Following a request from the Security Team, do you think is there any issue if I revoke access to these tables?

Use Master
REVOKE SELECT ON sys.database_principals TO PUBLIC;
REVOKE SELECT ON sys.database_principals TO GUEST;

The point of the question is not whether the request is reasonable, but whether it can be harmful in any way.

2 Answers 2


I have to comply unless there is some kind of negative impact on applications.

It would break any application relying on the documented behavior that "Any user can see their own user name, the system users, and the fixed database roles.".

  • Unless I grant them those rights directly with relay on defaults...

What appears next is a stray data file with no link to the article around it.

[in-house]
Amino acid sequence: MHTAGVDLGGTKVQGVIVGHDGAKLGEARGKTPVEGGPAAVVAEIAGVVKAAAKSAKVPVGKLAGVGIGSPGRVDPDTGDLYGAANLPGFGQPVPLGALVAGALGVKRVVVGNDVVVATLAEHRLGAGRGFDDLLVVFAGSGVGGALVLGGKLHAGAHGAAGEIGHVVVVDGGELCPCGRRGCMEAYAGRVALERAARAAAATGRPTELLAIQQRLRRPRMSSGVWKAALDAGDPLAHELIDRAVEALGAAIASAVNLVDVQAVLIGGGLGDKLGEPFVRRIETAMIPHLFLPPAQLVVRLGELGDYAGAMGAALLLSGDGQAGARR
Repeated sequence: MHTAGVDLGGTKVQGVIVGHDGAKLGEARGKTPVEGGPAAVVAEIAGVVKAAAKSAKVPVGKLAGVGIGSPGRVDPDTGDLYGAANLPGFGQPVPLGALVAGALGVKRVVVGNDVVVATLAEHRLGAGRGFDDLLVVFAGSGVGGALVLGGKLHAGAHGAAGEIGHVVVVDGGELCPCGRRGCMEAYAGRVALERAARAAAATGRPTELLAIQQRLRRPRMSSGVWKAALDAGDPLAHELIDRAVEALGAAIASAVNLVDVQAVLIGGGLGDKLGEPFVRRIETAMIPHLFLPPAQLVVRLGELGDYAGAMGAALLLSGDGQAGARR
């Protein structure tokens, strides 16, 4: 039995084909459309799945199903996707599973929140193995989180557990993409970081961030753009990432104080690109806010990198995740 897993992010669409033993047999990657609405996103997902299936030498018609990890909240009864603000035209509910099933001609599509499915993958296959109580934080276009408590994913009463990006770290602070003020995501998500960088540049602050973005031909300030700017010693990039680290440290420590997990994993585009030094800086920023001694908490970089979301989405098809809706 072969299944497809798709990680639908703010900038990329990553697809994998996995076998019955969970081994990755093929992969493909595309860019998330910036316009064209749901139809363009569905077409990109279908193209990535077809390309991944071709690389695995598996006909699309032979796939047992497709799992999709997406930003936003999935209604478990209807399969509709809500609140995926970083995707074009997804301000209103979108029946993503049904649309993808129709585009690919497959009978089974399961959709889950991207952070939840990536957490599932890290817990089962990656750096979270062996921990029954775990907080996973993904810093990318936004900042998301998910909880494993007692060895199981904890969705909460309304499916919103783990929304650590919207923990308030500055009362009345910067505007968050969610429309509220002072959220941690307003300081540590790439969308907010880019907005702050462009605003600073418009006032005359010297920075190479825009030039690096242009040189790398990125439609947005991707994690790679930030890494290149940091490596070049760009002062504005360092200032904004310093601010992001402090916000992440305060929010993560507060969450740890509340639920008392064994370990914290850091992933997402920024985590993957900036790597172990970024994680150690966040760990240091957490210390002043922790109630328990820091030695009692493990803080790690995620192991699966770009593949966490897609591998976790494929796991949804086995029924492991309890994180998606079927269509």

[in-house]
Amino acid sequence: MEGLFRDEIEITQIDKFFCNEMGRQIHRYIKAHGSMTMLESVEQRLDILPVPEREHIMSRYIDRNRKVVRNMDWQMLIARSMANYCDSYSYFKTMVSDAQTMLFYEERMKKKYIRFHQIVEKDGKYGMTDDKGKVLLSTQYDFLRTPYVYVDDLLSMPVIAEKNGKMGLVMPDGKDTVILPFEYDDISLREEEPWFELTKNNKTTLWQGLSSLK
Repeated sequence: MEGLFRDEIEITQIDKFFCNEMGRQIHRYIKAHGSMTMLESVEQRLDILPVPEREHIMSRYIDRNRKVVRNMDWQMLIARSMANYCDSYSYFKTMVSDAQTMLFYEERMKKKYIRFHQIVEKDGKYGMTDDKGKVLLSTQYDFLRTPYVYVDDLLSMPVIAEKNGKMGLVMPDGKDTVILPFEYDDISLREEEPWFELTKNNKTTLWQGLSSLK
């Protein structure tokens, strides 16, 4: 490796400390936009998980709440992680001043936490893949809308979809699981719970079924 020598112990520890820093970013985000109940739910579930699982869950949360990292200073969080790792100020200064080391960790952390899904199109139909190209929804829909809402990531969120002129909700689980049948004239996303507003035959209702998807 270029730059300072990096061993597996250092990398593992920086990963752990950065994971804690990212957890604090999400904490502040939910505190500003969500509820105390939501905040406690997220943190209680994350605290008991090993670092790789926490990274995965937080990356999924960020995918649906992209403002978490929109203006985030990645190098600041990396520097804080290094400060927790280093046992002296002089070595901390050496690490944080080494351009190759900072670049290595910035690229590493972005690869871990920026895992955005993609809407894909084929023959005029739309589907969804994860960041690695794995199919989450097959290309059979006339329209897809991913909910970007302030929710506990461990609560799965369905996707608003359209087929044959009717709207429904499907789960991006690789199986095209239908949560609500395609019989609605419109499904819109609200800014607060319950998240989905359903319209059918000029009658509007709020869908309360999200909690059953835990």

– MBuschi
    Jan 22, 2023 at 17:51
  • 1
    Sure, but you would have to discover which applications and identities require the privileges. That's just what I would say in response to a useless security request. Jan 22, 2023 at 19:57
  • Does it even work? I thought you couldn't do this kind of thing on system tables? Asking for a friend... Jan 23, 2023 at 0:36

I'd say there's no point in that request. The Permissions section of the sys.database_principals states that each user can only see it's own info and those that are default on any SQL Server instance:


Any user can see their own user name, the system users, and the fixed database roles. To see other users, requires ALTER ANY USER, or a permission on the user. To see user-defined roles, requires ALTER ANY ROLE, or membership in the role.

Therefore, if they're seeing info related to other users, it's likely they've been granted the ALTER ANY USER or ALTER ANY ROLE and that should be your target.


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